Such interventions are increasingly important, as the creative and critical methods of Browne, Parker, Benjamin, and Anderson are not common in the maker cultures or makerspaces of our present moment. In this sense, the conceptual matter of the following chapters does not align with, say, Chris Anderson’s Makers (2012) or Mark Hatch’s The Maker Movement Manifesto (2014). This volume not only critiques the normative assumptions and effects of popular maker cultures — usually white, cisgender, straight, male, and able-bodied — but also conveys different histories and paradigms of making, including those associated with the arts, writing, design, fashion, history, libraries, museums, cultural studies, archaeology, experimental media, feminism, and activism, none of which especially concerns the evangelist entrepreneurialism of Anderson and Hatch. One result of these critiques and alternatives is some healthy skepticism about how maker cultures manifest both on and off academic campuses. Another is research demonstrating how making is or can be critical: how, for instance, it may examine questions of labor, justice, ethics, and participation. And yet another is an emphasis on social relations against the reduction of technologies and culture to technical matters. A significant portion of this work stresses the spaces and interfaces for material experimentation, including makerspaces and projects that do not adhere to the maker norm. Across the chapters, there is also a pervasive sense that not knowing all the circuitry may actually spark persuasive interventions from the periphery, altering people’s expectations of making in and beyond the humanities. We see, for instance, creative and critical research involving circuit bending, tinkering, prototyping, and participatory design, each of which relies on trial-and-error experimentation and multiple forms of feedback. When these approaches are combined with more established methods in the humanities (e.g., deconstruction, historiography, bibliography, translation, and fieldwork), the results produce evocative interactions with the indeterminacies and conceptual matters that humanists tend to study.
While not all of the authors in this volume agree on a definition of “making” (or even care much for the term), and although the methods and domains shift from chapter to chapter, each contribution shares a tendency toward speculation or unlearning rather than proving or “wrangling” things with technologies. If technology is a negotiation, then it is also inquiry for these authors. Even when the chapters get technical, they are most invested in the granularity of interpretation. But perhaps most important, the research presented here exhibits an intricate awareness of how making and scholarship start in the middle. With each chapter, we witness partial knowledge and situated relations with materials, the sort of approach that keeps conversations going against the hubris of mastery and the force of progress. We also witness how conceptual matter — or the inability to unmoor materials from how we interpret materials — demarcates this from that and thus puts them into relation. “It’s all a matter of where we place the cut,” writes Barad (348). Below are six such demarcations of potential interest to readers of this volume.
Demarcations in This Volume
In the following pages, we see boundaries drawn and cuts made with the logic of visibility — between what is seen or superficial and what is unseen or hidden: “front end” and “back end,” containers and processors, content and metadata, interfaces and source code. Even if these components are fused and networked together in messy ways, they are usually parsed for reasons of intelligibility and tangibility. Yet many chapters in this volume are interested precisely in the mess and what it tells us about the epistemologies and phenomenologies of material experimentation. Within the context of experimentation, we also see distinctions between communities of practice: artists, architects, designers, content experts, writers, editors, librarians, curators, teachers, programmers, developers, managers, and so on. In reality, people tend to perform multiple identities within these communities, or — as many of the following chapters show — they collaborate across them. Still, lines are repeatedly drawn in and beyond the academy, with a bias toward individual qualifications and experience over collective expertise.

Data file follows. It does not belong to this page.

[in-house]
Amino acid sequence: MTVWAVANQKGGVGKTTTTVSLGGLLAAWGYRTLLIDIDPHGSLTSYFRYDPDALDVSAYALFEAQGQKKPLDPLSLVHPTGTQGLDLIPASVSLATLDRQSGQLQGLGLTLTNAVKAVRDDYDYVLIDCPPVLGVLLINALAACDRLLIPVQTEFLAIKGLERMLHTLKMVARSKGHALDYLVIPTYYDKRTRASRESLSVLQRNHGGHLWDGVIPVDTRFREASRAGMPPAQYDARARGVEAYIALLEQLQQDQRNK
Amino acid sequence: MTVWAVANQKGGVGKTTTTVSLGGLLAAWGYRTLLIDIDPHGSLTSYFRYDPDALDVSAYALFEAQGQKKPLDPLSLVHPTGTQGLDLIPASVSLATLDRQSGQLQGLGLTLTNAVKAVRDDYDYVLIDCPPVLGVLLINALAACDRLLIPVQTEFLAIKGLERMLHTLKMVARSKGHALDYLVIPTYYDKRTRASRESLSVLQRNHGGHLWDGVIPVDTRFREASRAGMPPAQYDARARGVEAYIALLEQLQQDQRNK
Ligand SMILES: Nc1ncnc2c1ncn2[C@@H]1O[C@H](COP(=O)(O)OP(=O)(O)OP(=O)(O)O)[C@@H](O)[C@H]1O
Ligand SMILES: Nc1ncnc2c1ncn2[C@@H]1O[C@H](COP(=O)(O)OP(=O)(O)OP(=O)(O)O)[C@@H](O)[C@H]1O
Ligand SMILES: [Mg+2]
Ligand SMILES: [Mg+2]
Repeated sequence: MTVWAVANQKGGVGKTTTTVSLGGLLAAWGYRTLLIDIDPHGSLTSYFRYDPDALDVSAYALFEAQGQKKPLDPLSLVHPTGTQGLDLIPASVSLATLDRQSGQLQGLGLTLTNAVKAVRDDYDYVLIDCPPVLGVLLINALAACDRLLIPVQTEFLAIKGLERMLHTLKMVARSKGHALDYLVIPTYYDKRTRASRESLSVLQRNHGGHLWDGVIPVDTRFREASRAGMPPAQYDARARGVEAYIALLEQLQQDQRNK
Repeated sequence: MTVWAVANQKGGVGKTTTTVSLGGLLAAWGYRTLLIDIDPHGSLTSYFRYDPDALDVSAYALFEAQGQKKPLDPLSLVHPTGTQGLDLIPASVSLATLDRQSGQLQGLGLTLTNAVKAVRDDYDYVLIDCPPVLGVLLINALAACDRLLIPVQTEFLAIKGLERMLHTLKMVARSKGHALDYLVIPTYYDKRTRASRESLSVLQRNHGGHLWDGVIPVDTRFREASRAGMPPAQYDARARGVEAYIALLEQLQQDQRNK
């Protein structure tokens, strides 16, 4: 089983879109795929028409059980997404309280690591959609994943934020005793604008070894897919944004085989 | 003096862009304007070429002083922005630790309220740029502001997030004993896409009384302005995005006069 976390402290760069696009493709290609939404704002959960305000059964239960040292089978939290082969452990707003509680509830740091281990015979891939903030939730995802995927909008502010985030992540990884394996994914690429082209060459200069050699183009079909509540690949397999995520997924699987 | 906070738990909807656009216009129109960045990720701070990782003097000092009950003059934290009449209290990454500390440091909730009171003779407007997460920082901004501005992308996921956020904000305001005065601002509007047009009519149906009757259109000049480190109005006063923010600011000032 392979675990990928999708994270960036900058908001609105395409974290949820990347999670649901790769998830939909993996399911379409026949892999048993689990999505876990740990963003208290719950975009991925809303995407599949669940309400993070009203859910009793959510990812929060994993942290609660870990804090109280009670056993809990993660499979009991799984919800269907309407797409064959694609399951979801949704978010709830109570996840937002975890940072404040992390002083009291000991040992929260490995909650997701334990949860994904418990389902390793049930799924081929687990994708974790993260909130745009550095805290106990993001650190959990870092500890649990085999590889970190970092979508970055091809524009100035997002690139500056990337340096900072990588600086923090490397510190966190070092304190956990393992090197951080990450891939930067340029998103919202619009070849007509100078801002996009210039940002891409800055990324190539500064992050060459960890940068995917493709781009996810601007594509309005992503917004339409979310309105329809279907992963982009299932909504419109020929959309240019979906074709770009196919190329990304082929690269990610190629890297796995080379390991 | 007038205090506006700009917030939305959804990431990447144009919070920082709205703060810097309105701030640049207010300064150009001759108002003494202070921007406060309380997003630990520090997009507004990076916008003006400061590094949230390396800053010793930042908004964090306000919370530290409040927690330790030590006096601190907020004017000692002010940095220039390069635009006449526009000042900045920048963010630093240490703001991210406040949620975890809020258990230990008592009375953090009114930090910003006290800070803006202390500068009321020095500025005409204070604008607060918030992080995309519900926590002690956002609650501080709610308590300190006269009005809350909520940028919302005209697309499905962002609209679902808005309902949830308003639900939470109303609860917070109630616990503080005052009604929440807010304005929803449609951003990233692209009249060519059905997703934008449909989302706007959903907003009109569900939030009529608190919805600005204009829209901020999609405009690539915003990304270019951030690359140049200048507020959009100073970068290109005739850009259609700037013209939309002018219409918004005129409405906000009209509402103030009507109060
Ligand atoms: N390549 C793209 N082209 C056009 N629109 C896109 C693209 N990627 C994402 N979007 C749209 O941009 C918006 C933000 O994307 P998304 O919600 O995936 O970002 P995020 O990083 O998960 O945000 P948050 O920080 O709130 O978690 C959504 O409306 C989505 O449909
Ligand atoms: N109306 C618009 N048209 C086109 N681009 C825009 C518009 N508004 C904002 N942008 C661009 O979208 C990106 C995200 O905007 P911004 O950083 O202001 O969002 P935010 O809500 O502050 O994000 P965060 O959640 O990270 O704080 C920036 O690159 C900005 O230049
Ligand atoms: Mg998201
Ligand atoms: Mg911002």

Such lines manifest, too, as demarcations between disciplines: the arts, humanities, social sciences, engineering, and sciences, for example. While this volume represents work from each discipline as well as non-/para-academic work (often with transdisciplinary and trans-sector concerns in mind), most of its contributors occupy a specific discipline or occupation with particular expectations anchored in recognizable practices and points of view. Here, how work counts, or how it is validated, depends in part on the cuts made between media or formats: from software, hardware, installations, interfaces, data, film, audio, images, and paper to PDF, DOCX, XML, MP3, HTML, TXT, JPG, OBJ, STL, PY, JS, and 16mm. In the following chapters, materials are expressed across this list; nonetheless, the legibility of a given project frequently depends on community preferences for specific media and formats. Of course, legibility is intricately linked to audience. How and for whom is work communicated? In what context? Through which definitions of community or public? As these chapters suggest, research involving technologies almost always speaks to multiple audiences, with shifts in modes and means depending on settings and expectations. Who or what matters will shift, too, as material experimentation heightens practitioner awareness of the entanglements between circuitry and meaning.